The Mets can say the Marlins or other teams are too sensitive or that they are not the only team that celebrates or that Reyes must be himself. But it does seem they are fueling the fire. They have missed the postseason by one and two games the past two seasons. Opponents' animosity toward them might have been a motivating factor in one or two games -- or many more, as Gillick suggested.
I'm not quite sure what the benefit of in-game, on-the-field celebrating is. No team likes having its nose rubbed in it. Ron Darling always made a point of saying how he appreciated Dale Murphy rounding the bases with his head down on a home run trot. I never saw Mickey Mantle do anything except run -- or limp -- when he hit one. But the Terrell Owens' effect is throughout the game now.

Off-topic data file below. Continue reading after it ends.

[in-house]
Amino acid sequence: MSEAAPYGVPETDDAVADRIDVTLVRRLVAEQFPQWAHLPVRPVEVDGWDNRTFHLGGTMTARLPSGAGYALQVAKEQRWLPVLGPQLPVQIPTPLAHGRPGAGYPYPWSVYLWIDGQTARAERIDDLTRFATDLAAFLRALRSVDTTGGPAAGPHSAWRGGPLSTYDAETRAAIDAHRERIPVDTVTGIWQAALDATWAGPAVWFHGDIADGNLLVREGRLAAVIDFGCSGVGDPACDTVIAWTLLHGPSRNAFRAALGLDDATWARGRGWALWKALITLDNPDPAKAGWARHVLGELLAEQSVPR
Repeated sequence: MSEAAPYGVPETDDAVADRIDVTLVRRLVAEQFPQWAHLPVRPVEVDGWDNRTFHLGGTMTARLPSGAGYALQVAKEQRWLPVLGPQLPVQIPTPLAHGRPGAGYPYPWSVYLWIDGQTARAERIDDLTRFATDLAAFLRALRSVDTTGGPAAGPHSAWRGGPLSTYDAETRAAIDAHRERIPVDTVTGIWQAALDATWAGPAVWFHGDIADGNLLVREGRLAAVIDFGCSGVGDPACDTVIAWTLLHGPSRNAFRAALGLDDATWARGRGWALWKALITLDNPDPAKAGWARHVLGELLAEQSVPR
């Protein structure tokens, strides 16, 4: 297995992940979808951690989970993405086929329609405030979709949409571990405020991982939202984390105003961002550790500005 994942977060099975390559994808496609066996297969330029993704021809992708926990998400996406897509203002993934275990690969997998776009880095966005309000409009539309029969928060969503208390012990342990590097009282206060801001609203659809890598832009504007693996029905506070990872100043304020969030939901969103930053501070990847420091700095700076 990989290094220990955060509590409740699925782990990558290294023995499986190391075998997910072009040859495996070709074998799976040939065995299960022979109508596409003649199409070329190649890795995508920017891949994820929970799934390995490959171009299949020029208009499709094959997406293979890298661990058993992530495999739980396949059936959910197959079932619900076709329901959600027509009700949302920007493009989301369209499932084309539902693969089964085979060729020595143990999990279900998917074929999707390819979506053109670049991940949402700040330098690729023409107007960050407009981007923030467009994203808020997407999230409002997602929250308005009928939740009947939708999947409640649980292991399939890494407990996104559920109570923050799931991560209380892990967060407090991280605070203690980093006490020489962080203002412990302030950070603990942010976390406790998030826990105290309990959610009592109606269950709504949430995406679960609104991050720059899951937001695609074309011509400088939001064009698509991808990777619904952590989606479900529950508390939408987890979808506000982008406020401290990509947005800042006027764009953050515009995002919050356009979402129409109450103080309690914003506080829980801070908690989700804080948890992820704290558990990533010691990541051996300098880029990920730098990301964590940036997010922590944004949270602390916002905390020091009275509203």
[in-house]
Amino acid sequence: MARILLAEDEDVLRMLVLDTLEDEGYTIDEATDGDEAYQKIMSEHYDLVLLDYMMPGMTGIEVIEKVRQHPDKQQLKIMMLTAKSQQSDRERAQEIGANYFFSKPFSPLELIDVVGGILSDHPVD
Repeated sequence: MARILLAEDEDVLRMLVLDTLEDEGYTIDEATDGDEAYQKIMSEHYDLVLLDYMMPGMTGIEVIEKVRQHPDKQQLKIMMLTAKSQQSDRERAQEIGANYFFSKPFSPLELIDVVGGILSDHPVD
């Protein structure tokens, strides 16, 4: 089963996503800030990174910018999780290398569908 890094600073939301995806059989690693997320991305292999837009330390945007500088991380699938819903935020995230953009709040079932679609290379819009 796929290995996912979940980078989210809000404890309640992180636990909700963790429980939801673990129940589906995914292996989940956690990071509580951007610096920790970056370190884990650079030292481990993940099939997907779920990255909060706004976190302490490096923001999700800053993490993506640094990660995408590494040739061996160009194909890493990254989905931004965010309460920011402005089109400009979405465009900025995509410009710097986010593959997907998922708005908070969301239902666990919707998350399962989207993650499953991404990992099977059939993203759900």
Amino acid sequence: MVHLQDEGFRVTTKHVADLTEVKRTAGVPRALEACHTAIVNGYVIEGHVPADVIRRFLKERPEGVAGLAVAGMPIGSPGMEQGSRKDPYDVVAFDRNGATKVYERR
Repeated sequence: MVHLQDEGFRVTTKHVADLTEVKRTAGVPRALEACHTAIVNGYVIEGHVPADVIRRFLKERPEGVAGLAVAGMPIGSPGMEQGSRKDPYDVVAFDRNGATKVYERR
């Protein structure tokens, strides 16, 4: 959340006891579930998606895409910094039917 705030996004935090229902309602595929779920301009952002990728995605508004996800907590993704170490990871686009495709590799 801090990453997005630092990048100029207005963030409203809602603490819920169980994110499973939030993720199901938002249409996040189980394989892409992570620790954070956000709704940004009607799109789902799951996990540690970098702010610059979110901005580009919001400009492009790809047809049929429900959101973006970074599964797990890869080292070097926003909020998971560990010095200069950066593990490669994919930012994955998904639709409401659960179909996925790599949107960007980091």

Perhaps the Mets would have more to celebrate after 162 games if they were more Murphy and less Owens during those games.
With inconsistent run production, a riddled bullpen and a hole or two in their rotation, do the Mets have a realistic chance of improving in all these areas and competing in the National League East in 2009?
-- Richard Z., Albany, N.Y.
The greatest need is pitching -- starters and relievers. The Mets' sights appear set on Brian Fuentes to be the successor to Billy Wagner. And if Oliver Perez signs elsewhere, they will have to import two starters. Those additions are essential, and the cost of doing business in those areas might make the addition of a second baseman -- read Orlando Hudson -- more of an issue. Trading Luis Castillo seemingly would facilitate the Mets' pursuit of Hudson, but chances are they would have to assume some responsibility for Castillo's contract if a taker were found.